TAIPEI (Taiwan News) – On Jan. 12, Taiwan’s representative to the Philippines, Michael Peiyung Hsu (徐佩勇), had to set the record straight and defend Taiwan’s sovereignty in the pages of the Manila Standard, a prominent local newspaper, in response to a regular columnist’s misleading statements about Taiwan.
“Taiwan is definitely not part of China,” declared Hsu’s op-ed, which was written in response to a Jan. 9 article entitled “One country, Two Systems,” by Johnathan De La Cruz, a former lawmaker and regular contributor to the Manila Standard.
In what is a blatant attempt to curry favor with Chinese officials, Cruz’s column referred to Taiwan as an “unhinged” part of China, that remains to be integrated by the Communist government’s “historic re-unification effort.”
Hsu rebuts Cruz’s “unhinged” remarks by stating the truth of the matter very clearly.
“Mr. De La Cruz neglects and misses the major and essential difference between Taiwan and China. The key words are democracy, human rights, and freedom.”
Hsu also noted the overwhelming opposition of Taiwanese people to Xi Jinping's proposed framework of “One Country, Two Systems,” which Taiwan President Tsai Ing-wen rejected outright in response to Xi’s imperious message made on Jan. 2.
Cruz unfortunately used his position as a contributor to the Manila Standard to peddle the myth that “the ‘One China Principle’ is the consensus in international society.”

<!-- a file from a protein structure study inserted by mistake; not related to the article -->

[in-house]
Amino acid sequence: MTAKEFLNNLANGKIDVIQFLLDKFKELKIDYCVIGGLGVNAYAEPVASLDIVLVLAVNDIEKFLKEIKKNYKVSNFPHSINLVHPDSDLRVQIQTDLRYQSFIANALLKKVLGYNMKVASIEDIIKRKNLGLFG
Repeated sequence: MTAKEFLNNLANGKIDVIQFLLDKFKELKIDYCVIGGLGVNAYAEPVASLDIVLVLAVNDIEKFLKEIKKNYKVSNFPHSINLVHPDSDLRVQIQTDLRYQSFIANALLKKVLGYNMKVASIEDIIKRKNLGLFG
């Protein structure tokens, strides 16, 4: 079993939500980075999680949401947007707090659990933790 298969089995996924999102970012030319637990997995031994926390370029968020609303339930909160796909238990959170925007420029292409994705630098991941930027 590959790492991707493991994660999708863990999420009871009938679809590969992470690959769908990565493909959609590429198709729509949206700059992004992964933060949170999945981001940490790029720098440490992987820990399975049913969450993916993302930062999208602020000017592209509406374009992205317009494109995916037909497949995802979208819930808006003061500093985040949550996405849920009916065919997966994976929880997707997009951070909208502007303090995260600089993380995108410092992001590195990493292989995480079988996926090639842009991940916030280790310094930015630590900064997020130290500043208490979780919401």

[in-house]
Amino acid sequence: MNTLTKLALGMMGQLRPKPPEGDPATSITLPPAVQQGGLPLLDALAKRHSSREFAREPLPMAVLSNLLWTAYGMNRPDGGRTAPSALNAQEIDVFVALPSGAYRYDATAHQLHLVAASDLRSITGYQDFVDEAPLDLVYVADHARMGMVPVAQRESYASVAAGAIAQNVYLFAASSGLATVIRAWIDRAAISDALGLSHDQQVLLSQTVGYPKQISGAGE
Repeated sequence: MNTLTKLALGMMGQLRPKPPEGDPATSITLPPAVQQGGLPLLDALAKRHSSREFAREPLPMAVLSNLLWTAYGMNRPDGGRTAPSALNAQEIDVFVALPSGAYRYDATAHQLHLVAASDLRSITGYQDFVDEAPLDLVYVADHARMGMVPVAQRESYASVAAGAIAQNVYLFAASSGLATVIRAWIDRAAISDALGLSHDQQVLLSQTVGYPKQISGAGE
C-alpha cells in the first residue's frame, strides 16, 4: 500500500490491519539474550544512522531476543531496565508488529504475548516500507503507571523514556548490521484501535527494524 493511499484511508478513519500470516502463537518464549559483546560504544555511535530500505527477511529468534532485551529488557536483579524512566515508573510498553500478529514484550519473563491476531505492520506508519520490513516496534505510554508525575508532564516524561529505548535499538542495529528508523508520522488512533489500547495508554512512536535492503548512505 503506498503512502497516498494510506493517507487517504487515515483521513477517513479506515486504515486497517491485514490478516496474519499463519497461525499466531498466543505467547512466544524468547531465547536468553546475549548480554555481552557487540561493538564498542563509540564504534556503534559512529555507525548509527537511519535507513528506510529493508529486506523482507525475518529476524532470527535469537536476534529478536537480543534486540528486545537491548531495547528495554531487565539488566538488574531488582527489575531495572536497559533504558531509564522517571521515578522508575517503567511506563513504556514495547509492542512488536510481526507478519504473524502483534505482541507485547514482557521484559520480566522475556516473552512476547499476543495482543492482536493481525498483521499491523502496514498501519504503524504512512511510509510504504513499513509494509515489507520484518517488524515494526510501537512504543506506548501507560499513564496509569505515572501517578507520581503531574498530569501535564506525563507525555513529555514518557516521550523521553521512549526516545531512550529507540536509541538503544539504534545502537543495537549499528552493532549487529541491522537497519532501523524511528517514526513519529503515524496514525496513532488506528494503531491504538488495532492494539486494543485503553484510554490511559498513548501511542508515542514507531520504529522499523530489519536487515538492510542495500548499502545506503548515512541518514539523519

The Taiwanese representative deftly quashes that assertion by observing that, out of China’s 178 diplomatic allies, “only 51, or less than one-third, completely and explicitly recognized the so-called ‘One China Principle.’”
Appealing to the people of the Philippines to support Taiwan’s struggle to preserve and safeguard its democratic society, Hsu notes that as an independent country, Taiwan openly and consistently “urges other countries to maintain active relations with Taiwan and to call for the peaceful resolution of issues across the Taiwan Strait.”
To be absolutely clear for those who still have questions about the matter, the Taiwanese envoy closes his message with the following statement.
“Taiwan has its own democratically elected president and legislature, as well as a rich and diverse press that enjoys full freedom. Taiwan has its own military, independently conducts its own foreign affairs, and issues its own currency, passports and visas, exercising absolute and exclusive jurisdiction over its own territory. Taiwan is definitely not a part of China.”
The full letter from the Representative at the Taiwan Economic and Culture Office in the Philippines can be read at the Manila Standard.